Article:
Chart note:

Sacramento County, California, age 172 years old.

Experiences higher-than-average ambient temperatures leading to significant illness and death.

Condition worsened by continuing climate change.

Extreme heat events run in the family; neighboring counties and states, also at risk.

County is minimally aware of current condition. Unprepared. Requires urgent intervention.

End dictation.

Sacramento is sick. Heat sick.

Last summer our city endured some of the hottest temperatures on record, with July 2021 posting the second-highest temperature ever — 113 degrees — for downtown Sacramento. By century’s end, Sacramento could be grappling with the limits of human survivability if comprehensive action is not taken now on extreme heat.

Heatwaves are more than a mere inconvenience: they are deadly. Extreme heat claims more lives than any other weather-related event. Heatwaves can cause heat stroke, in which the body overheats, damaging multiple organ systems. Exposure to extreme heat exacerbates pre-existing cardiovascular disease. Also, some medications, especially vital psychiatric drugs, affect temperature regulation, putting people at increased risk of heat-related illness and death.

As an obstetrician, I see the effects of heatwaves on pregnant people. Exposure to extreme heat is linked to preterm birth, blood pressure disorders, and birth defects. As a clinician serving marginalized communities, I am disturbed by this avoidable scourge that disproportionately affects my patients and their families. Racism, codified by biased housing policies and political disenfranchisement, sequesters non-white populations into the hottest city blocks — known as urban heat islands.

The best approach to addressing chronic illness is a holistic one that identifies and addresses root causes, while prescribing interim solutions. Climate change is a root cause of heatwaves. According to the United Nations’ report released earlier this year, we must curtail the release of greenhouse gas emissions to prevent further global warming that underlies extreme weather events. We can do that by electrifying transportation, greening urban spaces, and investing in low-carbon fuel sources and technologies.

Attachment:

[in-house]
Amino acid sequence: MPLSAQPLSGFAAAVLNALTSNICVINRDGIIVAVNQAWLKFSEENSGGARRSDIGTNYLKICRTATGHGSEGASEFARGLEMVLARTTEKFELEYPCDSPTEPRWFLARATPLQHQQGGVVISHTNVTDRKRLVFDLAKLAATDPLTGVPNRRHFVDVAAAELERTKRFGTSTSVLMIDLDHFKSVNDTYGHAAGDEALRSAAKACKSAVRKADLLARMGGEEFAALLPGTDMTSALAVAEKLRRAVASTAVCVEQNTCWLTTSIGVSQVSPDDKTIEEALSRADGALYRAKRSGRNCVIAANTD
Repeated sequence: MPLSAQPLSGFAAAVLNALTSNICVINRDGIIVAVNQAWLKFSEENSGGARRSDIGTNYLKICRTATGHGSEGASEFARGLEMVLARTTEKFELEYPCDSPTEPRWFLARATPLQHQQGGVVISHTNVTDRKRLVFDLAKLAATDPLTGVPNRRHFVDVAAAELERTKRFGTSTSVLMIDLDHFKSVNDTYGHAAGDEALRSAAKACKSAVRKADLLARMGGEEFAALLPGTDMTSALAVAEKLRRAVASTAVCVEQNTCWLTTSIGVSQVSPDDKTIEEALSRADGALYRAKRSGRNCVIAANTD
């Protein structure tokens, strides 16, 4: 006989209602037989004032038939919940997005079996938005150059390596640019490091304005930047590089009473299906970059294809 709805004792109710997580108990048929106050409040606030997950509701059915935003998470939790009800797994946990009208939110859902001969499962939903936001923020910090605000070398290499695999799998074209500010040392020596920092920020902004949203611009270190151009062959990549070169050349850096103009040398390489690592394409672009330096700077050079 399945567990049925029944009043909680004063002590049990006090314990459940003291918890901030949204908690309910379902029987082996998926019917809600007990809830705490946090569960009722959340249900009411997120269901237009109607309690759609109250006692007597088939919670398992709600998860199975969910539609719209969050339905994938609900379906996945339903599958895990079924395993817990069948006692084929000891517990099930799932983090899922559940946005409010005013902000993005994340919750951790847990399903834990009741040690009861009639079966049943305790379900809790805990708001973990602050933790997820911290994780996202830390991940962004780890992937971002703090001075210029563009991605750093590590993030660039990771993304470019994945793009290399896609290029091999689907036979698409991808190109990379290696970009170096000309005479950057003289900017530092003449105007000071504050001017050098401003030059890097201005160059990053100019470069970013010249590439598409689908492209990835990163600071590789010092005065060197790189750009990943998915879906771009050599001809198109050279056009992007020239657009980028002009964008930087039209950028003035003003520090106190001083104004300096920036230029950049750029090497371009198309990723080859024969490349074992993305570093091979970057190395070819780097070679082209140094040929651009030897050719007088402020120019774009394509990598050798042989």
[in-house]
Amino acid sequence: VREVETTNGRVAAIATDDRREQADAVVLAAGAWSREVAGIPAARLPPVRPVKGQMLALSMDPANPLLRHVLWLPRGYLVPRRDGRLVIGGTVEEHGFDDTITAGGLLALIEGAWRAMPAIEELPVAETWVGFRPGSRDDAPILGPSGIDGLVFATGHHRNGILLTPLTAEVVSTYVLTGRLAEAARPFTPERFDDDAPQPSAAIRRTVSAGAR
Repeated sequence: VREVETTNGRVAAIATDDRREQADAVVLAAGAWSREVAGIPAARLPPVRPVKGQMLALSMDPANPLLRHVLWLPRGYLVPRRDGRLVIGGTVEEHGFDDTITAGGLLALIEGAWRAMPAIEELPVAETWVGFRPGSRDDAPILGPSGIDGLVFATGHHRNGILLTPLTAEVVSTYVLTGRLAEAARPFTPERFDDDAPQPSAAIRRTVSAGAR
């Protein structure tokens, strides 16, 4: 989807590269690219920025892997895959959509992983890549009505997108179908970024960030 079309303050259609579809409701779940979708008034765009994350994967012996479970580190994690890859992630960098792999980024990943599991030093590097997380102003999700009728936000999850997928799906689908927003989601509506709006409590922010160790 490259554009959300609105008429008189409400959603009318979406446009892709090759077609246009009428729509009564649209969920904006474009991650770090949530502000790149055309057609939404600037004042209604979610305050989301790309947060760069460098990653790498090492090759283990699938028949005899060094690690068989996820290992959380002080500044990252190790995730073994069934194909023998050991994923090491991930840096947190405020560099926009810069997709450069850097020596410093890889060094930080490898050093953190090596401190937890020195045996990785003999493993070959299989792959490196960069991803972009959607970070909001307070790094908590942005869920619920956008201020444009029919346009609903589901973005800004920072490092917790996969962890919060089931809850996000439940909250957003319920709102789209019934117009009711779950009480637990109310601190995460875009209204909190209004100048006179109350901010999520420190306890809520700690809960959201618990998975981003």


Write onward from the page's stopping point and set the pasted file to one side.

We have interim solutions, too. Governor Newsom released an Extreme Heat Action Plan that pledges $300 million towards adapting to the state’s warmer reality. Assembly Bill 2076, the Extreme Heat and Community Resilience program, takes the governor’s plan further, ensuring accountability in our state’s efforts to protect the most vulnerable from our hotter reality — youth, outdoor workers, the elderly, homeless residents, pregnant people, and historically disadvantaged communities.

Sacramento needs improved and strengthened public health messaging. California undercounts the number of extreme heat related deaths — a grievous public health error that needs to be rectified. We also must warn our communities about impending heatwaves, just as we do with hurricanes and tornadoes.

Cooling centers serve as a low-cost, effective intervention to protect residents from extreme heat. Sacramento hosts a few of these centers, but to protect the most vulnerable, free transportation should be made available to these sites. Beyond this, Sacramento County needs to invest in local community resilience hubs to prevent death and illness from the disastrous effects of climate change in our community.

As a region, we must ensure access to financial assistance to help low-income families cool their homes. And we must invest in improved building construction that promotes cooler indoor temperatures and efficient energy use. Weatherization of buildings and communities must include renters, as well as homeowners.

AB 2076 also calls for a statewide Chief Heat Officer to address the public health, environmental, and economic effects of extreme heat events. Sacramento would do well to follow in the footsteps of other cities, like Los Angeles, Phoenix and Miami, and create a similar position for our county.

Yes, Sacramento is heat sick, but we have an effective treatment plan. This treatment plan requires an all-hands-on-deck, holistic approach to addressing the issues of climate change and human health.

Our prognosis may be dire, but the condition is treatable, if we act now.

This op-ed was published in collaboration with the Island Press Urban Resilience Project (URP), which is supported by The Kresge Foundation and The JPB Foundation.